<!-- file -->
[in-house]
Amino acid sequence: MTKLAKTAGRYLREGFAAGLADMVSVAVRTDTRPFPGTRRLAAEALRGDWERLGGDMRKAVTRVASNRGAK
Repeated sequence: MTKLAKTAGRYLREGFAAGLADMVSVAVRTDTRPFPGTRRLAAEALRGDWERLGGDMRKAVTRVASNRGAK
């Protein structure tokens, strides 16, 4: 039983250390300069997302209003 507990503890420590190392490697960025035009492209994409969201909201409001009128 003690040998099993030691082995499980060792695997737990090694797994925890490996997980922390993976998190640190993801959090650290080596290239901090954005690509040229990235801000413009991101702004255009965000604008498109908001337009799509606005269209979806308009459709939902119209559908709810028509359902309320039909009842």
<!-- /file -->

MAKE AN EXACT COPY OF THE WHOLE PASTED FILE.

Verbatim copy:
[in-house]
Amino acid sequence: MTKLAKTAGRYLREGFAAGLADMVSVAVRTDTRPFPGTRRLAAEALRGDWERLGGDMRKAVTRVASNRGAK
Repeated sequence: MTKLAKTAGRYLREGFAAGLADMVSVAVRTDTRPFPGTRRLAAEALRGDWERLGGDMRKAVTRVASNRGAK
């Protein structure tokens, strides 16, 4: 039983250390300069997302209003 507990503890420590190392490697960025035009492209994409969201909201409001009128 003690040998099993030691082995499980060792695997737990090694797994925890490996997980922390993976998190640190993801959090650290080596290239901090954005690509040229990235801000413009991101702004255009965000604008498109908001337009799509606005269209979806308009459709939902119209559908709810028509359902309320039909009842």